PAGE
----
In the past, for self-employed physicians, taking call was just part of the job. But increasingly, hospital-employed physicians are expecting addition pay to be on call. Similarly, physicians are often requiring a supplement for working on holidays.
Call pay is a necessity in many situations. Your hospital cannot manage myocardial infarctions, be a designated stroke center, or be a trauma center without an interventional cardiologist, stroke neurologist, or trauma surgeon available 24-hours a day. But what about specialists for less time-sensitive diseases or for conditions that less frequently result in calls to the hospital at night? Should the hospital provide call pay to the otolaryngologist, the endocrinologist, the psychiatrist? Which specialties warrant call pay will vary from hospital to hospital depending on the size of the hospital and the scope of emergency services provided.
These are often listed as “physician support” or “hospital investment” and are funds transferred from the hospital directly to the physicians to subsidize their income. Frequently, these are justifiable means to ensure availability of physician services. For example, hospitalists almost never bill enough to cover their salaries. Hospitals with a high percentage of uninsured patients or patients with Medicaid will have a difficult time attracting specialists who will be paid nothing or next to nothing in profession fees. In these situations, subsidies are necessary for the physicians to make a competitive take-home income.
But sometimes these direct subsidies are used as ransom by physicians when the hospital has no alternatives to provide that particular service or procedure. If all three of your hospital’s gastroenterologists demand an extra $50,000 per year or they are going to leave to go work at a hospital across town, you may have no option but to pay them. Ransom subsidies can be be as maliciously infectious as the plague… as soon as other physicians find out that the hospital is paying one group of physicians just to keep them, then every group of physicians will have their hand out.
Direct subsidies are particularly common in academic medical centers. These medical centers must produce research and education but the amount of money that physicians get paid directly from research grants or teaching appointments is so much less than they get paid for clinical activities, that in order to keep those physician researchers and educators, the hospital has to support their salaries. Furthermore, the success of a department chair or division director is measured by that department’s or division’s research and educational output and so that chair or director is incentivized to bring on as many researchers and educators as possible, requiring the additional costs of those researchers and educators to be passed on to the hospital. Although some subsidy is necessary, there is a limit to the number of researchers that the hospital can support, particularly if those researchers do not have grant funding. The hospital must have a regular accounting of the value that every subsidized researcher and educator brings.
It can be challenging when the clinical volume of the hospital is insufficient to justify a 100% FTE physician. For example, if the inpatient cardiology consult census only averages 5 patients per day, then that only equates to 2-3 hours of inpatient work per day. If the cardiology group wants to put one physician in the hospital all day for consult coverage, then they are going to require an enormous subsidy. It may require some negotiation with the cardiology group in that situation to have that consult cardiologist also assigned to interpret EKGs, read outpatient cardiac echos, or do outpatient telemedicine visits when the consult service is slow. Usually creative thinking and flexibility can solve the dilemma.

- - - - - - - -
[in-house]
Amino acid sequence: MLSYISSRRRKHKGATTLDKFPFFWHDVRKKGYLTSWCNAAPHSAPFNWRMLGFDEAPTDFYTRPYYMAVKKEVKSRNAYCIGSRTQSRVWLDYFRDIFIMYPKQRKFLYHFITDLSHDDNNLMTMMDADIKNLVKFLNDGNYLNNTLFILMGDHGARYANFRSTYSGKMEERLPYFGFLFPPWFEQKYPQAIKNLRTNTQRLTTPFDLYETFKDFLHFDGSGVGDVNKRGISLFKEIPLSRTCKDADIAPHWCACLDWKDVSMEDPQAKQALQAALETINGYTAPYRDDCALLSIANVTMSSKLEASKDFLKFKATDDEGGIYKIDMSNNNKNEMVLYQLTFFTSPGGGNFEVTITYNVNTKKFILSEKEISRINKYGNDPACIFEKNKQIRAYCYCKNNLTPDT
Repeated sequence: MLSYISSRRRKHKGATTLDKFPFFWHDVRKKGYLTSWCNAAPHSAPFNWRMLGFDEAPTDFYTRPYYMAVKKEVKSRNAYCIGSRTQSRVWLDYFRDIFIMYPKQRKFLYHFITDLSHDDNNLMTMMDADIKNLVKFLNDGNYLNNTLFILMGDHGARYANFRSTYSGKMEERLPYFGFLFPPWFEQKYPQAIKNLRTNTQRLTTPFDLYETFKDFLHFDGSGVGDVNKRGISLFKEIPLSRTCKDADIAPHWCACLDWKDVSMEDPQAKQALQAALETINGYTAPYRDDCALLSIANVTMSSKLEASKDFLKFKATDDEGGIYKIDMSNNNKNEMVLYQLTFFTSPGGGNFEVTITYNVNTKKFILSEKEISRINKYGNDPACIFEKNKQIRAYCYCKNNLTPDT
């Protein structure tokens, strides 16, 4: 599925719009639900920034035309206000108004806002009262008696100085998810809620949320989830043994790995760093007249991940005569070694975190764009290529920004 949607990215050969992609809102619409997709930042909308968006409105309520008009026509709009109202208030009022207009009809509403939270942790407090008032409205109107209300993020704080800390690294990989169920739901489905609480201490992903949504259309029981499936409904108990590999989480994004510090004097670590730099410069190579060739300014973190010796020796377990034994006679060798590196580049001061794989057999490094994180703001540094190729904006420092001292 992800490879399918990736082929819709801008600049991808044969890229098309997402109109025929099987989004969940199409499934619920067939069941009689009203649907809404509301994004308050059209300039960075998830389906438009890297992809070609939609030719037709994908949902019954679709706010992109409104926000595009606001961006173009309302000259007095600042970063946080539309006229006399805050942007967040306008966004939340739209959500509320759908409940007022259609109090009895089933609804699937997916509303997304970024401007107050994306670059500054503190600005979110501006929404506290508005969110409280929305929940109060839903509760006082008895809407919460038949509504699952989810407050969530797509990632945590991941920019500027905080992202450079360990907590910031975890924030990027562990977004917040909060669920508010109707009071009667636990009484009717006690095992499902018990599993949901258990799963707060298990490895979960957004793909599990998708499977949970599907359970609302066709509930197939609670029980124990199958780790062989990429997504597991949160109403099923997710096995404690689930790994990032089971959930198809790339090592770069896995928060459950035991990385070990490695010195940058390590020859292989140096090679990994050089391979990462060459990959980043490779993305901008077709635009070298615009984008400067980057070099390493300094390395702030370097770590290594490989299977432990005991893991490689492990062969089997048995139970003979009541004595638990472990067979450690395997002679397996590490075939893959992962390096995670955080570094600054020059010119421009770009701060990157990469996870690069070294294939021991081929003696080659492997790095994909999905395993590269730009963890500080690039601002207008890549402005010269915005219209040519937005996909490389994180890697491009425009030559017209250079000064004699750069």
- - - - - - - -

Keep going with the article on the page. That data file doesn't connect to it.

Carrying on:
In the past, this was a common way of disguising subsidies to physicians, with medical directorships paying a lot more than the actual physician time required to perform a given administrative role. However, more recently, CMS is requiring that fair market value be paid for medical directorships and this generally means ensuring that medical directors keep time logs and ensuring that medical director compensation be in line with national averages.
However, this is an important way for the hospital to get the administrative and quality oversight that it needs so that the operating room runs efficiently, the emergency department is meeting regulatory standards, and the intensive care unit has protocols in place. If the uncompensated administrative time required for a service provided in the hospital is 2-3 hours per week, then a 5% FTE directorship is appropriate. For administrative jobs that require only a few hours per year, sometimes an unpaid medical directorship that comes with a title (but no money) is sufficient for many physicians.
Think beyond this month’s financial statement
Every year, I get requests for more nurse practitioners & physician assistants than the hospital can afford and each year, I get a requests for enough direct subsidies to put the hospital in deficit. Deciding who and how to subsidize requires careful analysis of upfront costs and benefits as well as downstream costs and benefits. Sometimes the requests that seem most outlandishly over-expensive on the surface can either dramatically increase revenue or decrease expenses in the long-term. But sometimes, the requests that are most outlandishly over-expensive on the surface are really just outlandishly over-expensive.
March 14, 2021